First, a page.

Furthermore, ensure that you have a good tech stack in front of you to get the most out of this interview. If possible, use a unified communications platform that is widely used and allows you to leverage numerous tools to communicate, including screen sharing, instant messaging, etc., in addition to video conferencing. Especially useful when testing the technical knowledge of candidates, try the screen sharing feature in advance and make sure you can navigate it comfortably if you get stuck.
Before any of this, however, make sure your signal strength is adequate, and your internet connection is strong. Set a check-list of things before an interview: Are all your devices plugged in? Are the camera and microphone working properly? Remote interviews can be stressful for both candidates and the interviewer, and a poor connection will only exacerbate these feelings.
Allow Yourself & Candidates To Adapt To The Medium
While some people, especially freelancers, might have acclimated themselves to remote interviews, most people are still getting comfortable with the format. This means that they will take some time to adapt to the medium, and interviewers should allow candidates that flexibility.
Use certain facial cues to establish trust at the beginning itself so that candidates can open up more quickly. A good way to do this would be to have a friendly demeanour and make some small talk before diving into the nitty gritty of the interview.
Furthermore, give them the time to develop their responses. Candidates in remote interviews may be in a rush to conclude quickly or give cryptic answers since they know they are only able to use their words to hold your attention. Interrupt by asking more related questions, and seem interested in what they are saying, even if it is off-topic. However, be mindful of the time and steer the conversation to relevant topics if necessary.
Building a connection in remote interviews can be challenging but not impossible. Use your words wisely, smile often and even exaggerate your facial expressions if need be – remember that you are doing this to find a good hire for your company.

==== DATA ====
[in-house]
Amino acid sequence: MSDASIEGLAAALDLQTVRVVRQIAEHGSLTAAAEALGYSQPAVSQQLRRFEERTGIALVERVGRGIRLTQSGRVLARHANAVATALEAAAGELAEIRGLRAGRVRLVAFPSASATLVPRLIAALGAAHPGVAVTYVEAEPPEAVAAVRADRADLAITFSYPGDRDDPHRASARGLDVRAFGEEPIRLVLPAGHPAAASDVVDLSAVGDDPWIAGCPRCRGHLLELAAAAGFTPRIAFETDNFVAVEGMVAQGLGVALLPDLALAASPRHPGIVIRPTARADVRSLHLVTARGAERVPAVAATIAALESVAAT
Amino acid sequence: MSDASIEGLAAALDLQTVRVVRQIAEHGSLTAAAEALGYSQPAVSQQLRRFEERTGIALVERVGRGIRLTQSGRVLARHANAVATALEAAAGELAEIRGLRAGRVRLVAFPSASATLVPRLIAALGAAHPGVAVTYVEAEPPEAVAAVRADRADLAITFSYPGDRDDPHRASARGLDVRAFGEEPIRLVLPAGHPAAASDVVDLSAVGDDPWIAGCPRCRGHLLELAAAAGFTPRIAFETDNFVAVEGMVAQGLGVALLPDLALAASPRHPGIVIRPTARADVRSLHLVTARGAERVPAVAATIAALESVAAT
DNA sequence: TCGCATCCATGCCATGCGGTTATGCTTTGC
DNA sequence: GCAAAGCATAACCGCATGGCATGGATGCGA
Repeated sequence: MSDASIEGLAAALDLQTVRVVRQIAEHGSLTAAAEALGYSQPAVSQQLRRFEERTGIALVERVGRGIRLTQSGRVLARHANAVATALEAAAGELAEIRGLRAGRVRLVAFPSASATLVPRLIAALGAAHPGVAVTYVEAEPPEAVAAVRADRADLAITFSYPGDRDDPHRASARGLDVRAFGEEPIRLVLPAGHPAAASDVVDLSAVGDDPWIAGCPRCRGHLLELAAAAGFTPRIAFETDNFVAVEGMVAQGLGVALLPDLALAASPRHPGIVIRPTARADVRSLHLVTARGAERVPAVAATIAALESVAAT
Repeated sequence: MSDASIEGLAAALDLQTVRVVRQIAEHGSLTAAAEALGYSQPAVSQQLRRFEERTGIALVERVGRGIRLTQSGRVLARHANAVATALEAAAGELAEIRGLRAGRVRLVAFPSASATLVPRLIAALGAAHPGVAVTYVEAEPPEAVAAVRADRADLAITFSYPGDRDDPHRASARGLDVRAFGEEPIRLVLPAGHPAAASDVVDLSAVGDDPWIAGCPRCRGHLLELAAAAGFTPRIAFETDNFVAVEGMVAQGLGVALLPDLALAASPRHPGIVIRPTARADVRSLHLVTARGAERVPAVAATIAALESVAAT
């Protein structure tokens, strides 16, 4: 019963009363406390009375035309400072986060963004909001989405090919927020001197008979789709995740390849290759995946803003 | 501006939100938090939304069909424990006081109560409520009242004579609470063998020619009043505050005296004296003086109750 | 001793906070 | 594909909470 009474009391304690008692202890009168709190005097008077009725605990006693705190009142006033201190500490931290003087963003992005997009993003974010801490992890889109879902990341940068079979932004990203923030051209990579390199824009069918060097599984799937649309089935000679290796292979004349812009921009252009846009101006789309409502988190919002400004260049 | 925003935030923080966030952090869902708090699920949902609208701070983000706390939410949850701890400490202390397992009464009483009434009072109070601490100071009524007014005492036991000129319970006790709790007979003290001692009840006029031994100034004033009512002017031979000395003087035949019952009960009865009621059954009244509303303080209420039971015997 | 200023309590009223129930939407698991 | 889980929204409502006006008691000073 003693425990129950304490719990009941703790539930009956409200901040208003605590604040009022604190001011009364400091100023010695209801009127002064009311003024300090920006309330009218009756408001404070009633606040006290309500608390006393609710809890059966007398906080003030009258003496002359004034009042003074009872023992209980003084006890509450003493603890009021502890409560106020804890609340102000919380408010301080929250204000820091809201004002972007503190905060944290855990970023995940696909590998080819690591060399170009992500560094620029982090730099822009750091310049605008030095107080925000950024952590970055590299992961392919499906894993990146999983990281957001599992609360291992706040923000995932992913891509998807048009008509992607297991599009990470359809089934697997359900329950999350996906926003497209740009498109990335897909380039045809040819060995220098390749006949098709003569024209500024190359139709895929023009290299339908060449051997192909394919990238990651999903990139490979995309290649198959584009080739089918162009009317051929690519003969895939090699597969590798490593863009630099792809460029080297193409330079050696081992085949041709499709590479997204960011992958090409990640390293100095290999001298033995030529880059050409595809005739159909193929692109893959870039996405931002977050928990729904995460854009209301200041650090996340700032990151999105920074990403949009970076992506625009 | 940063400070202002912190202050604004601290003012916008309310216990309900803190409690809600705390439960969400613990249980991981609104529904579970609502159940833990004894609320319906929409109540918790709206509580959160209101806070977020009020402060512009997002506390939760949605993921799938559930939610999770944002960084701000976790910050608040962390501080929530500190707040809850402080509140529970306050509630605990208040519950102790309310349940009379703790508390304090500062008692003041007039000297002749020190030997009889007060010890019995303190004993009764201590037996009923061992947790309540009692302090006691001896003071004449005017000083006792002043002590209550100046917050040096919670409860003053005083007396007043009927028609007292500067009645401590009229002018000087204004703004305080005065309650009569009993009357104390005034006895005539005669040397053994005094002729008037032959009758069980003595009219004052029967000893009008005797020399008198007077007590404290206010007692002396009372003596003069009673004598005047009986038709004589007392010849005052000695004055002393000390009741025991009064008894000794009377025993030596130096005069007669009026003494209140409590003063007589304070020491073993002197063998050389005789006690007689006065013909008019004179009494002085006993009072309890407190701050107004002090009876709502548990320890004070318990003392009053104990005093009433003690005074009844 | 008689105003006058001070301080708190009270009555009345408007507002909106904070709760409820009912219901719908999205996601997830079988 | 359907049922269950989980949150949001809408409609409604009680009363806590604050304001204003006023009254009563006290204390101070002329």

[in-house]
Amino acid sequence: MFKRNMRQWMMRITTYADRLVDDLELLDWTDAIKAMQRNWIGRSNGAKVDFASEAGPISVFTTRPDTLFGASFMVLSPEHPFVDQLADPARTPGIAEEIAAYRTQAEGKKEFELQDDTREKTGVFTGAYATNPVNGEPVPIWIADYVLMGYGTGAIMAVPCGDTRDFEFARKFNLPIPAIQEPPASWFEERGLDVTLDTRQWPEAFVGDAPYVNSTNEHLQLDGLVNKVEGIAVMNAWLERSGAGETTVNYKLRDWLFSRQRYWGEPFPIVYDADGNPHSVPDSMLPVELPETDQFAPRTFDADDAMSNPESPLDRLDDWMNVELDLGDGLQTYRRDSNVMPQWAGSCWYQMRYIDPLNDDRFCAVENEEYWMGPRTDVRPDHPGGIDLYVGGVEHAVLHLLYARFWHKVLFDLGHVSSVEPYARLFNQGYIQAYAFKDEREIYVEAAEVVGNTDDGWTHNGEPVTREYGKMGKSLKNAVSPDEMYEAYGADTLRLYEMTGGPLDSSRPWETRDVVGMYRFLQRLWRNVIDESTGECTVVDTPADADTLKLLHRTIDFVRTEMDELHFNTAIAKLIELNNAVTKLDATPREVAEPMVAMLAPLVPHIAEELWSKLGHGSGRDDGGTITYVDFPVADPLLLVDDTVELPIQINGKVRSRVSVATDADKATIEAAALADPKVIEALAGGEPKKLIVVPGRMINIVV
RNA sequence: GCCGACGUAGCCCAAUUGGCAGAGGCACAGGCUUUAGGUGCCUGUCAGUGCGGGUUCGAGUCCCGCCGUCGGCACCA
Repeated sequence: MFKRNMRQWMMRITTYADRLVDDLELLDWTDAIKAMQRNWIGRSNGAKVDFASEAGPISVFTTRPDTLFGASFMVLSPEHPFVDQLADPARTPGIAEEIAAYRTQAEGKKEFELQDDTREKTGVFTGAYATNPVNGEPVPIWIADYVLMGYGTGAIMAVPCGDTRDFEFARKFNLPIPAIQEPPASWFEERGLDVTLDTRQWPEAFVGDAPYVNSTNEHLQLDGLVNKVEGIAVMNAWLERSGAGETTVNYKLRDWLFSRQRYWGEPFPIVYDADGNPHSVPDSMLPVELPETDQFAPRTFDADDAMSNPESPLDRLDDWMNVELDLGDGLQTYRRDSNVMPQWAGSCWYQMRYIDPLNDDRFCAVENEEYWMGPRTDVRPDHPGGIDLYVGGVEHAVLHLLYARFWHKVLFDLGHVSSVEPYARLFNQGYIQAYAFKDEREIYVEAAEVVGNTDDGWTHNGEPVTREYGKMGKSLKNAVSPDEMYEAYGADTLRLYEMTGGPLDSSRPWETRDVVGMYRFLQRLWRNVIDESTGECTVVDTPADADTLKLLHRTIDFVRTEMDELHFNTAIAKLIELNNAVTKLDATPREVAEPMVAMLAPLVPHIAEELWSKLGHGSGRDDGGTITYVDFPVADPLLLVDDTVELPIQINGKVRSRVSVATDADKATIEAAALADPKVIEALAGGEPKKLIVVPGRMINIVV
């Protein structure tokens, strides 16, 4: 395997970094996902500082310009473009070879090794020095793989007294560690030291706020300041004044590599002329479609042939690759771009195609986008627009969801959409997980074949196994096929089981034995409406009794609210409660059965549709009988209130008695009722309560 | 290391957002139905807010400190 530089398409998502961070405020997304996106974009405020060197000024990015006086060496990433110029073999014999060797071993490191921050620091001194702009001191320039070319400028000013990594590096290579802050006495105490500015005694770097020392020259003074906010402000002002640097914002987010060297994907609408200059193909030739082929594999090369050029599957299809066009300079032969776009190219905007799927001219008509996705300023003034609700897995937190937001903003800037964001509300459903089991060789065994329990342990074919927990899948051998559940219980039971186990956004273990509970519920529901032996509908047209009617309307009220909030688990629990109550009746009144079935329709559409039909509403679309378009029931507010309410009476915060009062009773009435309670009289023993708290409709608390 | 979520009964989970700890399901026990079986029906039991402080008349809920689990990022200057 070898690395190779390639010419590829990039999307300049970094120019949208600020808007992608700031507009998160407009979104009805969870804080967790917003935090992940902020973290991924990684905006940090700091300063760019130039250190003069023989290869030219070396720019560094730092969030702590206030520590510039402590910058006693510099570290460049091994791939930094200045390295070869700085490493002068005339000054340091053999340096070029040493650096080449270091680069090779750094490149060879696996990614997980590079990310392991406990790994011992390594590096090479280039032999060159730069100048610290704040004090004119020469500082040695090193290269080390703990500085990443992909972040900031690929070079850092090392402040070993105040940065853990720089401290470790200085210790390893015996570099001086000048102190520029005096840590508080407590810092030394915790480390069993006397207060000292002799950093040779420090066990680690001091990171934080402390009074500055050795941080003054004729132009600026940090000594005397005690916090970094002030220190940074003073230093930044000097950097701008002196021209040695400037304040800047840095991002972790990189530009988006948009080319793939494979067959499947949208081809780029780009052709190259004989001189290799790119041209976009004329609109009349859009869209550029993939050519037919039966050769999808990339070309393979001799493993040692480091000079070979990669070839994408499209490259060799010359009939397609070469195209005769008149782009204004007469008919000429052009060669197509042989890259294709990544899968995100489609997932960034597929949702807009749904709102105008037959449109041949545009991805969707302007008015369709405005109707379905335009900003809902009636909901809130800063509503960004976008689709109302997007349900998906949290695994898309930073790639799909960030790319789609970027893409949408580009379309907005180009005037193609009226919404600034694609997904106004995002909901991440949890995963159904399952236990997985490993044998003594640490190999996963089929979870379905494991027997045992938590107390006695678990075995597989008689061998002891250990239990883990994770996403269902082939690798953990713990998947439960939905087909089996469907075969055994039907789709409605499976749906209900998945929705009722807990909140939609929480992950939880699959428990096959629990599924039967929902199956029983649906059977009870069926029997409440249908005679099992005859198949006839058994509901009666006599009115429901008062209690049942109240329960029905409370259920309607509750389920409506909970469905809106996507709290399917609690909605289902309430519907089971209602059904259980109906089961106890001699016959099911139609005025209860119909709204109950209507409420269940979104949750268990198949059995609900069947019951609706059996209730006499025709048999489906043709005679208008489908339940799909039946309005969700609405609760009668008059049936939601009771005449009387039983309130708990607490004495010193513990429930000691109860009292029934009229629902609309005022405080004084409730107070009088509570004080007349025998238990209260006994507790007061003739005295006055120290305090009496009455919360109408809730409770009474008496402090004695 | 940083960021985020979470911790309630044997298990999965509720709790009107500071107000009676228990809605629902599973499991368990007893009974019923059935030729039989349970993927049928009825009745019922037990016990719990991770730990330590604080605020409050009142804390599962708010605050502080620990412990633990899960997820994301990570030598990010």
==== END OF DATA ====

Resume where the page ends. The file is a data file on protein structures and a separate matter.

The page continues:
Choose Your Team Wisely
Like in in-person interviews, remote interviews are best conducted with multiple people involved. This is because even if you have a proper structure in place for each interview for the same position, a bulk of the interview should be anchored around the responses generated by the candidate.
This means that if you missed an opportunity to ask an important follow-up question, someone else in your team can take it up. This also helps mimic a conventional interview, since more people can make the overall interview more conversational and organic. It will also give you the opportunity to collaborate with some of your peers to select the best candidate for your company.
What is more, having multiple perspectives of a candidate is better than one. It can be more difficult to manage since chances of interruptions are more, but the value it can add to the overall hiring process should negate these minor inconveniences. Assigning specific roles to each person in the team will help alleviate some of these challenges.
Learning to conduct remote interviews offers you the opportunity to re-evaluate your current interview processes. Is it designed to give you all the information you need about the candidate? What features of remote interviews can you leverage that you would not have got from a conventional in-person interview?
Although it will take some getting used to, use this as a chance to transition to a digital economy more fully. With remote working possibly becoming a norm in the time to come, learning to conduct remote interviews effectively will be an important segment of your overall company experience.
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Anu is a writer who stews in existential angst and actively seeks what’s broken. Lover of avant-garde films and BoJack Horseman fan theories, she has previously worked for Economic Times. Contact: email@example.com